Unlike the lords, ladies and wildlings of Westeros
, we know exactly when winter is coming - and it’s already started to creep up on us. Taking a few simple steps in preparation will save you from disappointment when it's time to retrieve your items in the spring.
General Vehicle Winterization Tips for Self Storage
Wouldn’t it be nice if all of your vehicles could be stored inside your very own garage or climate-controlled storage unit throughout the colder seasons? Due to space and monetary constraints, this just isn't always a possibility for the average person. Fortunately, many storage facilities have uncovered, covered and enclosed parking space available – and if you take the right precautions, you can safely store your vehicle in any of the options so it will last throughout the winter.
First things first – remember that if you're using a storage unit to keep your car, boat or RV safe during the winter, many storage facilities will require documentation, including proof of insurance. It's best to have this ready and available. You probably won't be driving your vehicle throughout its duration, so you can save money by considering what kind of insurance will actually apply to your situation. For instance, comprehensive insurance will cover weather-related damages as well as vandalism.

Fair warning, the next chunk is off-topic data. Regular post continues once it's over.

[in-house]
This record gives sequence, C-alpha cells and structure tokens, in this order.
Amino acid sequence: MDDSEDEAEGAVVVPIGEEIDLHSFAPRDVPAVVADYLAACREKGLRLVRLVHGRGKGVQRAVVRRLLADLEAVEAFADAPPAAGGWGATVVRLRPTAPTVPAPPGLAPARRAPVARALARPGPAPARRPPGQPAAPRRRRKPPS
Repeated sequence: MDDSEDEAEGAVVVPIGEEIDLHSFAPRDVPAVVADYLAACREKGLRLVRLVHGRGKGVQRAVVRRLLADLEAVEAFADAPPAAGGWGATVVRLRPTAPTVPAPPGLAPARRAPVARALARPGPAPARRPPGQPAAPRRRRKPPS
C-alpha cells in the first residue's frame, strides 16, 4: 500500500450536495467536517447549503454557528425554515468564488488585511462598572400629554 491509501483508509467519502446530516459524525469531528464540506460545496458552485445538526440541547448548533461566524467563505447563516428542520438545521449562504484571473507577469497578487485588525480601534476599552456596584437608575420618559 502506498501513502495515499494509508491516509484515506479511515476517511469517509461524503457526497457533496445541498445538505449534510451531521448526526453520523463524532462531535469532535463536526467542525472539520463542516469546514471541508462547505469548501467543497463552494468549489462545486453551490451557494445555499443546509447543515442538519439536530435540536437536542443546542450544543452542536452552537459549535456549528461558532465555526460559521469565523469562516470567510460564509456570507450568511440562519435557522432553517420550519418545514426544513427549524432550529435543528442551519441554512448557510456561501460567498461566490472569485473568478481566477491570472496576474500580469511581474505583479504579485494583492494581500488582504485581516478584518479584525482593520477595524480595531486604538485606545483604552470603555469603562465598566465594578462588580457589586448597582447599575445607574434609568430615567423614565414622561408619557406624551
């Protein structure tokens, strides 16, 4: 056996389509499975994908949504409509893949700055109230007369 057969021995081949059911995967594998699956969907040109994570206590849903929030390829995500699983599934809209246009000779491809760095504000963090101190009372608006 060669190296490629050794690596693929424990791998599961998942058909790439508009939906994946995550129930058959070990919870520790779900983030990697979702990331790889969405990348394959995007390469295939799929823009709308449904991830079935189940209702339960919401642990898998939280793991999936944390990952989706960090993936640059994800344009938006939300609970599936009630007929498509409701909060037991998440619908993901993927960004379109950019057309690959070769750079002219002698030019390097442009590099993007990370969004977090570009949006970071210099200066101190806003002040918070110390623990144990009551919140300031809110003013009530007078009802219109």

Disconnect the battery:
This will not only preserve your battery life but also prevent it from freezing while in storage. Another option is a trickle charger that self regulates so the battery remains fully charged while it's not in use. This inexpensive piece of equipment charges at a low and consistent rate; without using it, you'll slowly lose power every day your vehicle's in storage.
Invest in jack stands and wood blocks:
Your tires and suspension are most at risk when your vehicle remains stationary for a long period of time. Jack stands are a great investment when it comes to preservation of both by minimizing the pressure created by the weight of the car.
It's also best to not engage your parking break for long periods of time in the winter (as it can freeze and lock up), so those with a manual transmission who may fear rolling are advised to alternatively place angled blocks of wood underneath tires.
Fill up your vehicle:
Before leaving your vehicle motionless for months at a time, you'll want to perform an oil change and other routine services. If you're going to have oil sitting inside your engine for an extended period of time, you'll want to make sure it's as clean as possible to prevent corrosion. Top off all fluids; anti-freeze will help protect your engine from the cold weather, and keeping the gas tank full (with gas AND fuel stabilizer) will help prevent moisture from building up, causing water to enter (which can be a costly problem to fix).
Cover your vehicle:
Whether you're storing your vehicle inside or outside, invest in a cover. Covers intended for outdoor use are worth the splurge and can protect against weather, moisture buildup and, in general, getting blown off. If you're storing a classic car, be sure to find the one for your specific make and model for optimal protection.